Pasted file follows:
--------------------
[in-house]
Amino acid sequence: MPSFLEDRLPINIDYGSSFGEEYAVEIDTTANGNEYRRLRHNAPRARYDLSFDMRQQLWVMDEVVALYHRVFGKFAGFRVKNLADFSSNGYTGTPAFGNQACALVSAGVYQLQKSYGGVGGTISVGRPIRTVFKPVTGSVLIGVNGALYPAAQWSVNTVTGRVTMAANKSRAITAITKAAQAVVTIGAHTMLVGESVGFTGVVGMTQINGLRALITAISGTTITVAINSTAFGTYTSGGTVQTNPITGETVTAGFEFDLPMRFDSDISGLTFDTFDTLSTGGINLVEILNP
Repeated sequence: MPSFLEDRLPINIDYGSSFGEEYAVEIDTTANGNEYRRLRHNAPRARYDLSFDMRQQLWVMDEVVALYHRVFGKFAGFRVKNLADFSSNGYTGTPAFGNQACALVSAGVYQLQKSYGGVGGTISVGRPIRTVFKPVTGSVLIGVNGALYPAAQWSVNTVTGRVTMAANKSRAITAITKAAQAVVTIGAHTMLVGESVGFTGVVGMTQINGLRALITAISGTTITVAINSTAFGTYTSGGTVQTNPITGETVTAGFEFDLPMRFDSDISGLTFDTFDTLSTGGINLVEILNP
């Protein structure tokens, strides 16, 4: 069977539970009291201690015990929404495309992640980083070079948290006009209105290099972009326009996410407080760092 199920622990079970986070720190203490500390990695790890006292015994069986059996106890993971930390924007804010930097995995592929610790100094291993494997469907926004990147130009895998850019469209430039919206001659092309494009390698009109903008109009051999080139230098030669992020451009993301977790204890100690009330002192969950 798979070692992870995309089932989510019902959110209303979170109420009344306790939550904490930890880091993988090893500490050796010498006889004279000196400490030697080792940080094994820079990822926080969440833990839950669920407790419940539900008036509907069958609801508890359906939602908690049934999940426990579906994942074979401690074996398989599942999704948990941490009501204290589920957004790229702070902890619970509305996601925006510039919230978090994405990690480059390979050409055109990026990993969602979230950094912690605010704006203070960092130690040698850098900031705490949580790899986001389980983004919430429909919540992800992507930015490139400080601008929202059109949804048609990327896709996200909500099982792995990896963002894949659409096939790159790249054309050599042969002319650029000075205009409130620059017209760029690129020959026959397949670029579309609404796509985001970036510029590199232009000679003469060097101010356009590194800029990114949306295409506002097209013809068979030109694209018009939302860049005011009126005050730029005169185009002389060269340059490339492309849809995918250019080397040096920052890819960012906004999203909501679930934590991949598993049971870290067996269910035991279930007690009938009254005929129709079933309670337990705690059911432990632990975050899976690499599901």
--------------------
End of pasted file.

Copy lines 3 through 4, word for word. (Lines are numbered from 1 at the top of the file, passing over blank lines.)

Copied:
Repeated sequence: MPSFLEDRLPINIDYGSSFGEEYAVEIDTTANGNEYRRLRHNAPRARYDLSFDMRQQLWVMDEVVALYHRVFGKFAGFRVKNLADFSSNGYTGTPAFGNQACALVSAGVYQLQKSYGGVGGTISVGRPIRTVFKPVTGSVLIGVNGALYPAAQWSVNTVTGRVTMAANKSRAITAITKAAQAVVTIGAHTMLVGESVGFTGVVGMTQINGLRALITAISGTTITVAINSTAFGTYTSGGTVQTNPITGETVTAGFEFDLPMRFDSDISGLTFDTFDTLSTGGINLVEILNP
């Protein structure tokens, strides 16, 4: 069977539970009291201690015990929404495309992640980083070079948290006009209105290099972009326009996410407080760092 199920622990079970986070720190203490500390990695790890006292015994069986059996106890993971930390924007804010930097995995592929610790100094291993494997469907926004990147130009895998850019469209430039919206001659092309494009390698009109903008109009051999080139230098030669992020451009993301977790204890100690009330002192969950 798979070692992870995309089932989510019902959110209303979170109420009344306790939550904490930890880091993988090893500490050796010498006889004279000196400490030697080792940080094994820079990822926080969440833990839950669920407790419940539900008036509907069958609801508890359906939602908690049934999940426990579906994942074979401690074996398989599942999704948990941490009501204290589920957004790229702070902890619970509305996601925006510039919230978090994405990690480059390979050409055109990026990993969602979230950094912690605010704006203070960092130690040698850098900031705490949580790899986001389980983004919430429909919540992800992507930015490139400080601008929202059109949804048609990327896709996200909500099982792995990896963002894949659409096939790159790249054309050599042969002319650029000075205009409130620059017209760029690129020959026959397949670029579309609404796509985001970036510029590199232009000679003469060097101010356009590194800029990114949306295409506002097209013809068979030109694209018009939302860049005011009126005050730029005169185009002389060269340059490339492309849809995918250019080397040096920052890819960012906004999203909501679930934590991949598993049971870290067996269910035991279930007690009938009254005929129709079933309670337990705690059911432990632990975050899976690499599901």